Ministers approve banning boycotters from entering Israel

Bayit Yehudi bill would also keep non-citizens or permanent residents who boycott settlements out of the country.

October 19, 2015 11:41
1 minute read.
Pro-Palestine demonstrators calling for a boycott during a protest in Paris

Pro-Palestine demonstrators calling for a boycott during a protest in Paris. (photo credit: AFP PHOTO)


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The cabinet’s Ministerial Committee for Legislation approved on Monday a bill that would deny entry to the country to anyone urging a boycott of Israel.

The initiative by MK Yinon Magal of Bayit Yehudi would bar any non-citizens or residents encouraging steps to embargo Israel from obtaining a visa or residency permit.

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“It cannot be that someone who is trying to harm the State of Israel can enter it freely,” Magal said after ministers approved the bill, which must still obtain parliamentary approval before it becomes law.

Magal said anyone boycotting Israel was “employing terrorism” against the country, adding that “it is unthinkable that he would be allowed to move freely through the country.”

MKs from Zionist Union, Yesh Atid, Kulanu, United Torah Judaism, Shas and the Likud have co-sponsored Magal’s initiative.

The measure defines boycott by the wording of a 2011 anti-boycott bill as any “deliberate avoidance of economic, social or academic ties or ties to a person or other body just because of his connection to the State of Israel, its institutions or regions under its control, in order to harm it economically, social or academically.”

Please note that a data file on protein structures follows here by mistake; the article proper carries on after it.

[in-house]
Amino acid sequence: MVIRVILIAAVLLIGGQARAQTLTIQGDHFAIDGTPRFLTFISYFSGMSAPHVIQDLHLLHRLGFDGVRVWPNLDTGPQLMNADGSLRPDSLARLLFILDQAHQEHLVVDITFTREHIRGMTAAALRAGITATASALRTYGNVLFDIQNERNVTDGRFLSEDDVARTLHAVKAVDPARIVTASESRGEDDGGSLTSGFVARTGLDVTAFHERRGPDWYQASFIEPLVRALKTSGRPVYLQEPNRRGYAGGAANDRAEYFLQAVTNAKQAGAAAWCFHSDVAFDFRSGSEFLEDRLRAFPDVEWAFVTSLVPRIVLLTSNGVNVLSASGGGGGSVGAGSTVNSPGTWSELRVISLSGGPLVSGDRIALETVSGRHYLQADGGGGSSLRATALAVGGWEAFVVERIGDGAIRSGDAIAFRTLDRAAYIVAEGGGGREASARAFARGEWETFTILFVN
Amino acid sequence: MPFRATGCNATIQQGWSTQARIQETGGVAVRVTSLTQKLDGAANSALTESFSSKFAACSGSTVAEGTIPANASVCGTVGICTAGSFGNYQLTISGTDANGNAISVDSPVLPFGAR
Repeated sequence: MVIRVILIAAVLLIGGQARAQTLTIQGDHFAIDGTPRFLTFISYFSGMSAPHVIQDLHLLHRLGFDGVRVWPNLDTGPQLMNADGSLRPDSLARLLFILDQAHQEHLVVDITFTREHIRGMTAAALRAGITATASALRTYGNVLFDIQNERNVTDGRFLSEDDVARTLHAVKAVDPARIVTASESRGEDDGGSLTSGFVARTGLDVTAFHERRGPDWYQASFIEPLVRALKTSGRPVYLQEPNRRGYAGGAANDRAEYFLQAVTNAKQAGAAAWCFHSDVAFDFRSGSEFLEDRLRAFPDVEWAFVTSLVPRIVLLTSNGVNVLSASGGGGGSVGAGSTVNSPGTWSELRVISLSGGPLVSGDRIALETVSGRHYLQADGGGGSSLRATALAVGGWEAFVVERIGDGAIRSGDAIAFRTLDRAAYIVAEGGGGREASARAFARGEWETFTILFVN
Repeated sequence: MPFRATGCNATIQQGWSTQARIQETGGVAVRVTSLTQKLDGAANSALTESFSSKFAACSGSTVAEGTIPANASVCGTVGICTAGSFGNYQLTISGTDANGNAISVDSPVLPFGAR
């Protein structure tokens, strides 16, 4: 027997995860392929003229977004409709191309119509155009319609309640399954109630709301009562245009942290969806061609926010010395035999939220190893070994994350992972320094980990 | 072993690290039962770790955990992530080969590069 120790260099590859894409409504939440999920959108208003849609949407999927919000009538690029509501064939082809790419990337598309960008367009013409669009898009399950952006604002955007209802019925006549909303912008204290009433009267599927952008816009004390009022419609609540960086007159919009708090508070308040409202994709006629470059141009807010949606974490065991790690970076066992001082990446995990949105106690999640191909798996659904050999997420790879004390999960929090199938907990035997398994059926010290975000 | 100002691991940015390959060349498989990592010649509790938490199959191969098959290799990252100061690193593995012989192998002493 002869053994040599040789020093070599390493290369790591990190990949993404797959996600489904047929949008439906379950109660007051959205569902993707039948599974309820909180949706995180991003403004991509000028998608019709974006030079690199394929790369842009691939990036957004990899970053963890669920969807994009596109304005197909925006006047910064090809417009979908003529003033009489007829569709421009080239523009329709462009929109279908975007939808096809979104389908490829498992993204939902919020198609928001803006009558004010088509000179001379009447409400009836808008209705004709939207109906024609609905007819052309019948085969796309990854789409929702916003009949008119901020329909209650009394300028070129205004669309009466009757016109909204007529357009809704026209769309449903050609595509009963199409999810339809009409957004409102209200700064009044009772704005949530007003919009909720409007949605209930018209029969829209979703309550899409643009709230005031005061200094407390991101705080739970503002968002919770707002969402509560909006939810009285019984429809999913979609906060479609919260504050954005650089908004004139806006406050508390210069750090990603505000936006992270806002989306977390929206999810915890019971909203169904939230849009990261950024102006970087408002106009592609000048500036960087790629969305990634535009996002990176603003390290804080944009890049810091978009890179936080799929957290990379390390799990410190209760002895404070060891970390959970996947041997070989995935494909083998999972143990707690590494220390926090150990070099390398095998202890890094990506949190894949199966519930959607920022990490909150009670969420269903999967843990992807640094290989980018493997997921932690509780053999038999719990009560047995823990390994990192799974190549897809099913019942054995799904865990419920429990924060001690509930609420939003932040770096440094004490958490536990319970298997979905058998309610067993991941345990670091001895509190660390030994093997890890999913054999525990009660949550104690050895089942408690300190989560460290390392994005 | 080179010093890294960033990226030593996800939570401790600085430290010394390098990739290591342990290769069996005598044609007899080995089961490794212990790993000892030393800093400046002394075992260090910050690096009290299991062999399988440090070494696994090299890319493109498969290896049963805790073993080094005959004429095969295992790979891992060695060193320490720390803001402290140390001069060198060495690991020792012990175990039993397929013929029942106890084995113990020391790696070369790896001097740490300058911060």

The words “regions under its control” would make the bill, should it become law, applicable to people who call to boycott Israelis or their institutions in settlements or the West Bank.


The measure would permit the interior minister to make exceptions under special circumstances.

The bill’s explanatory portion points out that in recent years there has been an increase in calls to boycott Israel.

“It seems that [boycotts are] a new front in the war against Israel, for which the state, thus far, has avoided properly preparing,” it reads. “This bill is meant to prevent people or representatives of companies and organizations that call to boycott Israel to act within our territory to promote their ideas.”

The ministerial committee postponed a decision on a measure proposed by Yisrael Beytenu chairman Avigdor Liberman to cut government campaign funding for political parties that either advocate boycotting Israel or have MKs who do so.

Liberman accused Prime Minister Benjamin Netanyahu of asking for the delay “for not reason.”

“That is very typical of the prime minister, and it is unacceptable,” Liberman said.

The Joint List and Meretz could lose funding should such a bill become law.

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